My Lords, I shall speak to my Amendments 57, 58, 64 and 68. I begin, however, by welcoming government Amendment 54, following an amendment that I tabled earlier in the proceedings of the Bill, and hope that it will remain the Government’s position even if, as I hope, Clause 29 is left out of the resulting Act.
I acknowledge the case that the Minister has made for retaining the section headed “Children’s social care: different ways of working”, but each of my amendments seeks to leave out a separate clause, thus removing the whole section. Since we discussed these clauses in Grand Committee, no one could accuse Ministers or their officials of being idle, including as they have—among a deluge of letters, amendments, explanatory documents and offers of meetings—a policy statement on the power to test different ways of working and government Amendments 55, 56 and 59, which spell out the parliamentary procedures applicable to any use of Clause 29 to exempt from or modify existing legislation, and Amendment 61, which introduces the proposal of the appointment of an expert advisory panel.
However, I submit that Clauses 29 to 33 amount to nothing less than the subversion of Parliament’s constitutional position. It is not only wrong but totally unnecessary, in view of existing arrangements, to process proposed innovation because new ways of working can already be tested within the existing legal and regulatory frameworks, as my noble friend Lord Warner will explain. Therefore I contend that, however outwardly reasonable the processes proposed by the Government may seem, they do not alter the need to leave out Clauses 29 to 33 of the Bill for reasons of constitutional and legal principle, as I will attempt to explain.
I emphasise that I am in no way opposed to innovation or a bottom-up approach to it, a lifetime in the Army having taught me that the best way to make improvements is to identify good practice somewhere and turn it into common practice everywhere. I agree that good local authorities often feel frustrated and restricted by legislation, regulation and excessive bureaucracy, but it is of interest that when the Department for Education brought in similar powers for schools they were virtually never sought. That the Government have produced so many amendments to a Bill that was sprung on us at such short notice reinforces the suspicion that, rather than the result of careful consideration, it was in fact a panicked reaction to this year’s report by the Ofsted single inspection framework that the social care work of three-quarters of local authorities inspected either was inadequate or required improvement, which, had they been parents, might have resulted in their children being placed in care.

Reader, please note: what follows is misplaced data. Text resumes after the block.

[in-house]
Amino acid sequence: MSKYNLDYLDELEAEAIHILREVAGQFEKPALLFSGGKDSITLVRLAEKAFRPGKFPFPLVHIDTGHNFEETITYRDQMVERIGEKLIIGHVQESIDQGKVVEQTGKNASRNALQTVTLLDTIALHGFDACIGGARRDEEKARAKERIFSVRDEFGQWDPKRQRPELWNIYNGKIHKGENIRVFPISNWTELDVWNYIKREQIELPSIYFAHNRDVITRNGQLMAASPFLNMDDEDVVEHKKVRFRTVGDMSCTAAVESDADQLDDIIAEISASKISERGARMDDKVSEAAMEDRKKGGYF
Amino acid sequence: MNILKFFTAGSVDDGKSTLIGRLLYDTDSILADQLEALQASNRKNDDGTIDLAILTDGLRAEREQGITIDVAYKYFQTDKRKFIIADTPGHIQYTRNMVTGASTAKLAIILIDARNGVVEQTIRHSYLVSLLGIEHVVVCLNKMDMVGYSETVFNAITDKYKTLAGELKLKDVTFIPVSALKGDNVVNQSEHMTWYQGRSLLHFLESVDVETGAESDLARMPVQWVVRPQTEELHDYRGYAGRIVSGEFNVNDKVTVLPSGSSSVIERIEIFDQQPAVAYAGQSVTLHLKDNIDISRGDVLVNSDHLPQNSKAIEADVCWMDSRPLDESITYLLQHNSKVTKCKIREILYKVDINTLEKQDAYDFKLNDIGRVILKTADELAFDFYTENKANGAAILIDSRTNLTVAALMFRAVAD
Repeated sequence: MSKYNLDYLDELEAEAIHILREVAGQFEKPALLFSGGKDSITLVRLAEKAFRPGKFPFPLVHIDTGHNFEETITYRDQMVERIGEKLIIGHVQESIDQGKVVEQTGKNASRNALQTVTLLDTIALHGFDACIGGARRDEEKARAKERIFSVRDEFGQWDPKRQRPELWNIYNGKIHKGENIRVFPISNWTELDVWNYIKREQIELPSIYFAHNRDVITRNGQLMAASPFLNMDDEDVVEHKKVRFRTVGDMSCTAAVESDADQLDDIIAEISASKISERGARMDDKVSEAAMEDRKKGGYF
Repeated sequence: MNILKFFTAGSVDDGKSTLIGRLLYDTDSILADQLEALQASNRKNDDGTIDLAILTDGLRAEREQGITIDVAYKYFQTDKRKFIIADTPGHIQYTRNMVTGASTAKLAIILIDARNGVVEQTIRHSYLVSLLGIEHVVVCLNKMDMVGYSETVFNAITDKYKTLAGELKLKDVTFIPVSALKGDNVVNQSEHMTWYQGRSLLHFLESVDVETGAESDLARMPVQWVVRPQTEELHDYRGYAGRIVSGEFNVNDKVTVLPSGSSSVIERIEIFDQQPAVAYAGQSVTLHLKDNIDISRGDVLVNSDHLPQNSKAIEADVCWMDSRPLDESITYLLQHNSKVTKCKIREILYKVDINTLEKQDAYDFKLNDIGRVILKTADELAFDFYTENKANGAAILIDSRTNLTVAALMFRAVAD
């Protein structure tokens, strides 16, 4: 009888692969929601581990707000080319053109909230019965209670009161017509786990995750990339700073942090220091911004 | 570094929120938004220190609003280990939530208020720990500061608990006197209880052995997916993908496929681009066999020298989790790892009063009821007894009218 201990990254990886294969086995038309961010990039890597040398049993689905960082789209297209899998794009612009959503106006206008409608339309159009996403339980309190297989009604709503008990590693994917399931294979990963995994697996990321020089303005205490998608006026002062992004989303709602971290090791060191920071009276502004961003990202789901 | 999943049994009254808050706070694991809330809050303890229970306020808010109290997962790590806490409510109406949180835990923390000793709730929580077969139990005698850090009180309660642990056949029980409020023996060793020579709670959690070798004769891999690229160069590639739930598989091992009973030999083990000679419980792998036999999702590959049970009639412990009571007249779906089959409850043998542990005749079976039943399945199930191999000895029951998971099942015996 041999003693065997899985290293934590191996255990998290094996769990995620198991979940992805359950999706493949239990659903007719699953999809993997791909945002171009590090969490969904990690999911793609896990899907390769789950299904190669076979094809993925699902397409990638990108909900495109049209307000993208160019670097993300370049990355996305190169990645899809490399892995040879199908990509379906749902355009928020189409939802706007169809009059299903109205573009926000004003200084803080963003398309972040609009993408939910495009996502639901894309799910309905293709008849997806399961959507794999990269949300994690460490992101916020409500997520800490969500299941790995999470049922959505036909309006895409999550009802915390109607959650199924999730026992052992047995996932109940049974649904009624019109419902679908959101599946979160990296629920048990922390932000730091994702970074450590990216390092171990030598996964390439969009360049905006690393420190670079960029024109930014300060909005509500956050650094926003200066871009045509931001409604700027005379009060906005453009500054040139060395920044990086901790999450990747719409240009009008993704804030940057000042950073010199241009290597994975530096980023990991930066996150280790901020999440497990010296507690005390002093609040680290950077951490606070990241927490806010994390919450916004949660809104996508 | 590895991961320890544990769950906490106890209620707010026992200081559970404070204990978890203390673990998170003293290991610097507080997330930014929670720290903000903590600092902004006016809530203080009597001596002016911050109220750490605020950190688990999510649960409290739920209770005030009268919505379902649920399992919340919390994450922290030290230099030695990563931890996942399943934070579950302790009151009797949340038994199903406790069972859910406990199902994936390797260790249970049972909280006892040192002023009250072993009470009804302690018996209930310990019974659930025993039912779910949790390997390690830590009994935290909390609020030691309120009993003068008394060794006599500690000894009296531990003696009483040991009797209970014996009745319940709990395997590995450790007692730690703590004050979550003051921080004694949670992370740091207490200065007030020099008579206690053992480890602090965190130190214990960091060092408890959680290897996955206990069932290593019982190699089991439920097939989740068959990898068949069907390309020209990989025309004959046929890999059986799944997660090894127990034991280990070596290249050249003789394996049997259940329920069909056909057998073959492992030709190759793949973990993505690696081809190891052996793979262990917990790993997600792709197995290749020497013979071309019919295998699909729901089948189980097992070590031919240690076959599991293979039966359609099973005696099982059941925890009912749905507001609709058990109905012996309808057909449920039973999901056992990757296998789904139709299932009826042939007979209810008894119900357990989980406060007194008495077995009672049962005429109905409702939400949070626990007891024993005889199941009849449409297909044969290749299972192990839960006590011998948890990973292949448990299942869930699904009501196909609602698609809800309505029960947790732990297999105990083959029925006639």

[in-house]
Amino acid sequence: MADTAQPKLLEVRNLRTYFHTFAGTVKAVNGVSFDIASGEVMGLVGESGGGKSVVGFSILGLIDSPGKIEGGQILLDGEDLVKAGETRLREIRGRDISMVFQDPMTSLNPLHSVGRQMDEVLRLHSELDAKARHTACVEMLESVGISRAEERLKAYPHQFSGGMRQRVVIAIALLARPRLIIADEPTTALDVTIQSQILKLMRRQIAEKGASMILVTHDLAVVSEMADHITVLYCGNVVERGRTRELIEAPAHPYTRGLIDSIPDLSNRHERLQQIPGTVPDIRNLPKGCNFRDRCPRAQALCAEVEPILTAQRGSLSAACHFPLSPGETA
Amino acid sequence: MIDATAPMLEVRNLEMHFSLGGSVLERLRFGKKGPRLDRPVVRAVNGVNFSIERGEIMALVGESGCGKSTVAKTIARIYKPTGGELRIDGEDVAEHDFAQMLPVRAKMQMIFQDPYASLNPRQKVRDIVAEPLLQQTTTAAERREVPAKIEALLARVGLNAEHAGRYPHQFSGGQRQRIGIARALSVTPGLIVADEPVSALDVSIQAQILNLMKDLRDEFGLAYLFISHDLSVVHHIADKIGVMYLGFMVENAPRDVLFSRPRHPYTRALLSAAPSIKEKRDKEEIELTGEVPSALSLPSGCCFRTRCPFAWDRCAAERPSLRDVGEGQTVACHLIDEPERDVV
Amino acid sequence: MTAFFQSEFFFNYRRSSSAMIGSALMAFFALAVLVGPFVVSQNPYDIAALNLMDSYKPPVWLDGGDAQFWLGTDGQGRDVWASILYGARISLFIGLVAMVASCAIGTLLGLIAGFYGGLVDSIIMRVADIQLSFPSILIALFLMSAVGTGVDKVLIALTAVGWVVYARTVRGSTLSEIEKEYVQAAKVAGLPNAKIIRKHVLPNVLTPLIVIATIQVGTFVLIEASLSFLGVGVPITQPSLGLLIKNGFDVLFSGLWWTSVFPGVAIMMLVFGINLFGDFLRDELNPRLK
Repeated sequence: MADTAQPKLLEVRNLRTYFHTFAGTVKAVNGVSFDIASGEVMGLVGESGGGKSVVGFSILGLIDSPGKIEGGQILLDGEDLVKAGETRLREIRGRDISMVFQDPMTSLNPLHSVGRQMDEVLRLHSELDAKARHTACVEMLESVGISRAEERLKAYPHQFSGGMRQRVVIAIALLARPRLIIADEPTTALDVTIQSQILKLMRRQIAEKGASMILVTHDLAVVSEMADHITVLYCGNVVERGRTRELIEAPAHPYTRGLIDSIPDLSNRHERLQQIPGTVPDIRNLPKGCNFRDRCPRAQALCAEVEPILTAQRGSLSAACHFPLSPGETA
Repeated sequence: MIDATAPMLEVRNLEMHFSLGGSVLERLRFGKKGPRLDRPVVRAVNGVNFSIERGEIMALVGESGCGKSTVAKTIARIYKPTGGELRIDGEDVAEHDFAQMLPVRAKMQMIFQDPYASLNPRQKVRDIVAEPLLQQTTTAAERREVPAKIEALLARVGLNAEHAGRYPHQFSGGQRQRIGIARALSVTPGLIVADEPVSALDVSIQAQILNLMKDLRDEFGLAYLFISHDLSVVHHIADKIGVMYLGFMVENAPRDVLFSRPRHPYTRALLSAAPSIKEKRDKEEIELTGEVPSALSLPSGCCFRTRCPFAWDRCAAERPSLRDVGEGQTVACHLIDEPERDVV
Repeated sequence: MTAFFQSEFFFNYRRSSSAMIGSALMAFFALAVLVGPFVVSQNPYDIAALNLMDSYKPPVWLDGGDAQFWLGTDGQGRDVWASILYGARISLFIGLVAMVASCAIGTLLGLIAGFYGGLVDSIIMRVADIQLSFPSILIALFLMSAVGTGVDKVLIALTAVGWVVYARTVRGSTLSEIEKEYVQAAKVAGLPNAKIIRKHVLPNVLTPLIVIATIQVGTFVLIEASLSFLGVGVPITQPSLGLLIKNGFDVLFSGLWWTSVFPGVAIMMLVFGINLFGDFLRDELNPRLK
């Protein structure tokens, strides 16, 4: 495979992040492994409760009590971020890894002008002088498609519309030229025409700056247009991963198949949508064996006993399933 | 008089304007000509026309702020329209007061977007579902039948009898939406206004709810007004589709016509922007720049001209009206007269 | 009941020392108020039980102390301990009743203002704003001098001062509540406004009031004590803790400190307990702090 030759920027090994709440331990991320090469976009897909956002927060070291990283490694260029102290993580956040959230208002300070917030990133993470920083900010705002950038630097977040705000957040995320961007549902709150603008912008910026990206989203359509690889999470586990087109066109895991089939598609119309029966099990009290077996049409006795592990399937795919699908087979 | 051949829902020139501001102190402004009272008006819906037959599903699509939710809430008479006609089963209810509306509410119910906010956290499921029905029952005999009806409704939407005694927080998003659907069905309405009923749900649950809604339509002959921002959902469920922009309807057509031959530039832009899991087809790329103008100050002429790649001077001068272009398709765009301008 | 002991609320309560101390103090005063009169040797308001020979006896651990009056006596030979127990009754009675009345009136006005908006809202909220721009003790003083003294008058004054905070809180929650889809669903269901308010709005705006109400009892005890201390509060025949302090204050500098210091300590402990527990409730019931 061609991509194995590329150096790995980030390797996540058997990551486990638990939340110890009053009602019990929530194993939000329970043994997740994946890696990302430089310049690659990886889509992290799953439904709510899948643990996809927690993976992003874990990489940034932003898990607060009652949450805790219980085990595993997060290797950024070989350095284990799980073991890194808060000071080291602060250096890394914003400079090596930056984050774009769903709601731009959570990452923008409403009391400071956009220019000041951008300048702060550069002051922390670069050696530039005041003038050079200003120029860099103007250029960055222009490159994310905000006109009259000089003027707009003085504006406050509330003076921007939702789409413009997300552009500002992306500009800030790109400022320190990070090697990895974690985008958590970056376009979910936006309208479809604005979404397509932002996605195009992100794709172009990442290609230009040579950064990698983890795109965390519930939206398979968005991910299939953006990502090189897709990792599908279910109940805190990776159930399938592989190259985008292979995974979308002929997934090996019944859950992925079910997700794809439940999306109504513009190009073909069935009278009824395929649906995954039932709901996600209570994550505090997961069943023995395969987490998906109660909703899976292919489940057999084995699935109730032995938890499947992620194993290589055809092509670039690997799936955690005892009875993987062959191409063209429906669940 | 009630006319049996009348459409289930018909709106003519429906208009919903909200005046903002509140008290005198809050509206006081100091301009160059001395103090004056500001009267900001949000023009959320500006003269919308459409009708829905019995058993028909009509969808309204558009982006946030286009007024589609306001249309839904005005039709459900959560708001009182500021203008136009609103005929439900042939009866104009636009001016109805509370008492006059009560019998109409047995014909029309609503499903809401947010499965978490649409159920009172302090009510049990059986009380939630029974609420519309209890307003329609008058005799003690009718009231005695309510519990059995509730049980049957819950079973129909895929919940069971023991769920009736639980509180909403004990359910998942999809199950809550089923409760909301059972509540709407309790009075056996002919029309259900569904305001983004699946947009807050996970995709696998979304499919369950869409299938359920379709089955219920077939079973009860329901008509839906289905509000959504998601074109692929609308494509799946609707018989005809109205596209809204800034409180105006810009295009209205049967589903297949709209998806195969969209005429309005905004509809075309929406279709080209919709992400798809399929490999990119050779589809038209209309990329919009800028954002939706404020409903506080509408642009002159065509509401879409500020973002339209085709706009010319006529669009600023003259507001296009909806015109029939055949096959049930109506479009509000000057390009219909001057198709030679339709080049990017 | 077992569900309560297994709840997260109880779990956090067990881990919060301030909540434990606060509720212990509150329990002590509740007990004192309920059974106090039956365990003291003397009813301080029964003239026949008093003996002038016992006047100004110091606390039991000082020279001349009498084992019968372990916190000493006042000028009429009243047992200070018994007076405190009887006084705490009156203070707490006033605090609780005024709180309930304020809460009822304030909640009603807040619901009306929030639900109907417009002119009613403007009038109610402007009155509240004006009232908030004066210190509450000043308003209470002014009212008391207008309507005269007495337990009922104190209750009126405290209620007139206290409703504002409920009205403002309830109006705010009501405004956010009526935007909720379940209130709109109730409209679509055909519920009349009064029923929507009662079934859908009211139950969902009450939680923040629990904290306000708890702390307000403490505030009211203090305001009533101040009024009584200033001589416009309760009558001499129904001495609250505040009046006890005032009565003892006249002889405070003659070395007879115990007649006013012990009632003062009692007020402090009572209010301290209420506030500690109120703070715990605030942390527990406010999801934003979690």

“despite the concerns expressed in the past by this and other committees, the Government continues to introduce legislation that depends so heavily on an array of broad delegated powers”.
I also quoted the noble Baroness, Lady Smith of Basildon, who, referring to this Bill in particular in a debate about the balance of power between the Government and Parliament, said that,
“there are more provisions for the Secretary of State to use regulations than there are clauses in the Bill, including on issues that should be considered matters of significant policy”.—[
I suggest that the mechanism for innovation set out in the clauses amounts to nothing less than the usurpation of the proper parliamentary process and subversion of the rule of law. I am not alone in believing that it is entirely inappropriate for primary legislation to be amended by regulations made by a Secretary of State at the request of, and applicable to, a single local authority.
In addition, all legal duties and obligations placed on local authorities by children’s social care law are ultimately enforceable by the courts, meaning that if a local authority fails to meet its statutory obligations, the young person or family concerned can take legal action to ensure that the protections laid down by Parliament are put in place, but the courts will be unable to enforce the rights of the young person or family concerned if a local authority has received an exemption from acting in accordance with the law. I therefore ask the Minister how the courts are expected to respond where a young person or child in a particular local authority area is clearly disadvantaged by the arbitrary disapplication or modification of the law as it is applied in all other parts of the country.